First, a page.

Preoperative pathogen identification in patients with periprosthetic joint infection (PJI) is typically limited to synovial fluid culture. Whether sequencing-based approaches are of potential use in identification of pathogens in PJI, and if so which approach is ideal, is incompletely defined. The objective of the study was to analyze the accuracy of a 16S rRNA (rRNA) gene-based PCR followed by Sanger sequencing and/or targeted metagenomic sequencing approach (tMGS) performed on synovial fluid for PJI diagnosis. A retrospective study was conducted, analyzing synovial fluids tested between August 2020 and May 2021 at a single center. Subjects with hip, knee, shoulder, and elbow arthroplasties who had synovial fluid aspirated and clinically subjected to sequence-based testing and conventional culture were studied. A total of 154 subjects were included in the study; 118 had noninfectious arthroplasty failure (NIAF), while 36 had PJI. Clinical sensitivity and specificity for diagnosis of PJI were 69% and 100%, respectively, for the sequencing-based approach and 72% and 100%, respectively, for conventional culture (P = 0.74). The combination of both tests was more sensitive (83%) than culture alone (P = 0.04). Results of sequencing-based testing led to changes in treatment in four of 36 (11%) PJI subjects. Microbial identification was achieved using Sanger and next generation sequencing in 19 and 6 subjects, respectively. When combined with culture, the described 16S rRNA gene sequencing-based approach increased sensitivity compared to culture alone, suggesting its potential use in the diagnosis of PJI when synovial fluid culture is negative. IMPORTANCE Periprosthetic joint infection (PJI) is a dreadful complication of joint replacement. Noninvasive identification of infectious pathogens has been traditionnally limited to culture-based testing of synovial fluid which has poor sensitivity. Sanger and Next-generation sequencing (NGS) may be used for synovial fluid testing in PJI, but experience in routine practice is sparse. We used a targeted metagenomic sequencing approach for routine testing of synovial fluid involving NGS when Sanger sequencing had failed or was likely to fail. The objective of this study was to analyze the approach's performance for diagnosis of PJI in comparison to culture for testing synovial fluid. Overall, the sequencing-based approach was not superior to culture for diagnosis of PJI, but yielded positive results in some culture-negative samples.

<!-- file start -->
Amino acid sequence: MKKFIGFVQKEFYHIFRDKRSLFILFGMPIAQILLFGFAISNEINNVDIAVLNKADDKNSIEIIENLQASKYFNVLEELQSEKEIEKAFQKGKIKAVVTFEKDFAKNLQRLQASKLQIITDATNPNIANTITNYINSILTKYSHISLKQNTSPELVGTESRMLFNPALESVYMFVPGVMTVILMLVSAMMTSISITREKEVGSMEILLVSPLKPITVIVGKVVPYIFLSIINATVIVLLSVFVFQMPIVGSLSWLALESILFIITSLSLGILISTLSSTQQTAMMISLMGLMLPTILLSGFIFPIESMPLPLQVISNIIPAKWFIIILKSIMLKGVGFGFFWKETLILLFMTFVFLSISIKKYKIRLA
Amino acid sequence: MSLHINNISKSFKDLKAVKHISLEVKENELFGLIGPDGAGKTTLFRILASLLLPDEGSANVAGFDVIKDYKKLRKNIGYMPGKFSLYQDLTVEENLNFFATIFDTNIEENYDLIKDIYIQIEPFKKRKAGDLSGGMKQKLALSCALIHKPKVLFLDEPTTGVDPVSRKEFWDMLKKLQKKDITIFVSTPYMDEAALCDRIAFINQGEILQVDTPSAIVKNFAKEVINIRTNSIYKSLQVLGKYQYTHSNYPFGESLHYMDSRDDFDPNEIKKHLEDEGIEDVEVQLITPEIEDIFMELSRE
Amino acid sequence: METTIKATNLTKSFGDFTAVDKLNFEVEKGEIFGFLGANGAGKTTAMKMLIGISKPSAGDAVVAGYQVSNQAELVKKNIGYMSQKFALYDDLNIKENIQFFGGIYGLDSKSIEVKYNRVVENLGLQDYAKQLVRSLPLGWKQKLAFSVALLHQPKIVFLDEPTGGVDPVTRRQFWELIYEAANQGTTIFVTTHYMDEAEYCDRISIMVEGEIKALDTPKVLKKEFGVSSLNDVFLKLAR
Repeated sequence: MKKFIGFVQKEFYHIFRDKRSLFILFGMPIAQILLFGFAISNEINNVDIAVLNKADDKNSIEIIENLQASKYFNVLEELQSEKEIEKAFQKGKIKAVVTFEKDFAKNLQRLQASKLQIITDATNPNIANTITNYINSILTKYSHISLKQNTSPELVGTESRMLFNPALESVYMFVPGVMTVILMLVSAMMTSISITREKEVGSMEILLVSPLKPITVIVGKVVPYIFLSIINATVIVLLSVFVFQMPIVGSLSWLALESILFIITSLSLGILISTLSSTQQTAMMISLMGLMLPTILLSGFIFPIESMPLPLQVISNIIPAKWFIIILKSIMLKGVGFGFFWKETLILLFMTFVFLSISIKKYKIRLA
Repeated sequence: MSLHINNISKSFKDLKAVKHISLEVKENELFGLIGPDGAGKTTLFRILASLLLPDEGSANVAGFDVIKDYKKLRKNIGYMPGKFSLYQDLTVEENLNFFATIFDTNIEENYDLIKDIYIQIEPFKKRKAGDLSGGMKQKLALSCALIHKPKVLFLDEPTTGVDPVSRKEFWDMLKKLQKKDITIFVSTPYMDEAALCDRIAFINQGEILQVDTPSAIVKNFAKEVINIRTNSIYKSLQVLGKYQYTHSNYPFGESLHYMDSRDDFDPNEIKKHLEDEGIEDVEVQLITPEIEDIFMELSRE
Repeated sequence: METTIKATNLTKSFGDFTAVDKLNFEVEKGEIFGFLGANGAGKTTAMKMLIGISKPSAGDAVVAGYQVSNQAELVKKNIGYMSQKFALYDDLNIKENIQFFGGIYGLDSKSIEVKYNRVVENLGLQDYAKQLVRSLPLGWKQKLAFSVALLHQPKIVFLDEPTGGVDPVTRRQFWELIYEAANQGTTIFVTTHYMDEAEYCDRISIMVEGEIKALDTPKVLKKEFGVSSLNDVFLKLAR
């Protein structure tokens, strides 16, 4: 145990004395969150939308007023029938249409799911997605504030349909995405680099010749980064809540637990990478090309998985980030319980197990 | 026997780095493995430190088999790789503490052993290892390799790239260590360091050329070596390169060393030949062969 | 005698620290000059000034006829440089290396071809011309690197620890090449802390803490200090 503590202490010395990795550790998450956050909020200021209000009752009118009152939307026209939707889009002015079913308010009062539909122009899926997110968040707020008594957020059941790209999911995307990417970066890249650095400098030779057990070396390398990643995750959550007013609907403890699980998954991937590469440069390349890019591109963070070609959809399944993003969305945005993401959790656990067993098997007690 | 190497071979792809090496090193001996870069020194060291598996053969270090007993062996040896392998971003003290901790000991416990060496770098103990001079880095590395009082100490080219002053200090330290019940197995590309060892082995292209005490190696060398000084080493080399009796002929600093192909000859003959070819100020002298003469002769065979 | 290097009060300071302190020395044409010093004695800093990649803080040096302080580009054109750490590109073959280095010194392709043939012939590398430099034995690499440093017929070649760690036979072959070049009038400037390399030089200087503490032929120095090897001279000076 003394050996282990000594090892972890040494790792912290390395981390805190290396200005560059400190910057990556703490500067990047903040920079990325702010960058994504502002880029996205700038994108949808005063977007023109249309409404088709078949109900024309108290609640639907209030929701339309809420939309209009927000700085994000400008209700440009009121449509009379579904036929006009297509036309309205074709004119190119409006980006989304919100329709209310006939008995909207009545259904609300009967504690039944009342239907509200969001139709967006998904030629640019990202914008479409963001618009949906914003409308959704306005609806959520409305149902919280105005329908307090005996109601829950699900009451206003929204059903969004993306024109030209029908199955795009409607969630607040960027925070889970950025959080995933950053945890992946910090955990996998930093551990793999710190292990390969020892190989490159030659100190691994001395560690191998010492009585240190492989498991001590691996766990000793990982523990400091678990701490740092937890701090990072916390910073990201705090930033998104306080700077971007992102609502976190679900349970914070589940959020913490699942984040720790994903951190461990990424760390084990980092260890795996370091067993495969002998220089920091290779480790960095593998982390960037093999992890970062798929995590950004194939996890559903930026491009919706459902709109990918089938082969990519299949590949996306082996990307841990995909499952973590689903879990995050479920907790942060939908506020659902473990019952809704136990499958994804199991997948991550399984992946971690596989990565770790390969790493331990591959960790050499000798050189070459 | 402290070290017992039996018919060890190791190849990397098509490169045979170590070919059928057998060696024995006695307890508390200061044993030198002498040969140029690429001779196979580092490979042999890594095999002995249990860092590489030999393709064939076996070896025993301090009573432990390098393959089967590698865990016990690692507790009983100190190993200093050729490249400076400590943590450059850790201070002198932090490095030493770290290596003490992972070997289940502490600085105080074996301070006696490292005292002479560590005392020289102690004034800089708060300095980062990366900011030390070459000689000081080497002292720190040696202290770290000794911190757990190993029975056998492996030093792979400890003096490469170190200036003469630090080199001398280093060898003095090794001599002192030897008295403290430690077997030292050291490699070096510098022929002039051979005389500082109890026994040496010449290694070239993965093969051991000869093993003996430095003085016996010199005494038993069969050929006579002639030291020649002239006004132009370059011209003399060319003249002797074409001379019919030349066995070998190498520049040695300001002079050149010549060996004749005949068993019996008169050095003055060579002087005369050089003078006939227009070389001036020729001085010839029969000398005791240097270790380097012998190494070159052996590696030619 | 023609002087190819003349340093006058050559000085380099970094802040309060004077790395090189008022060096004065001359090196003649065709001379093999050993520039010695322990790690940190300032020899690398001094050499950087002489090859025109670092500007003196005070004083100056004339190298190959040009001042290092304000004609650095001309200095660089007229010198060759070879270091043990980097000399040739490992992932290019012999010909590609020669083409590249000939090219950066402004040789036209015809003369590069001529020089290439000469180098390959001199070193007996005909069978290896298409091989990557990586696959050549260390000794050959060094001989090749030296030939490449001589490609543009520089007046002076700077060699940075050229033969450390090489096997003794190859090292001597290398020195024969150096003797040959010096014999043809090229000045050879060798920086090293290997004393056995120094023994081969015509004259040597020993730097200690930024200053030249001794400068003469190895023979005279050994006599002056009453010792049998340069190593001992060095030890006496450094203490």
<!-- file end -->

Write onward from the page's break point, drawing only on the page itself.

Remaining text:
- 16S rRNA PCR
- next-generation sequencing
- periprosthetic joint infection
- synovial fluid
ASJC Scopus subject areas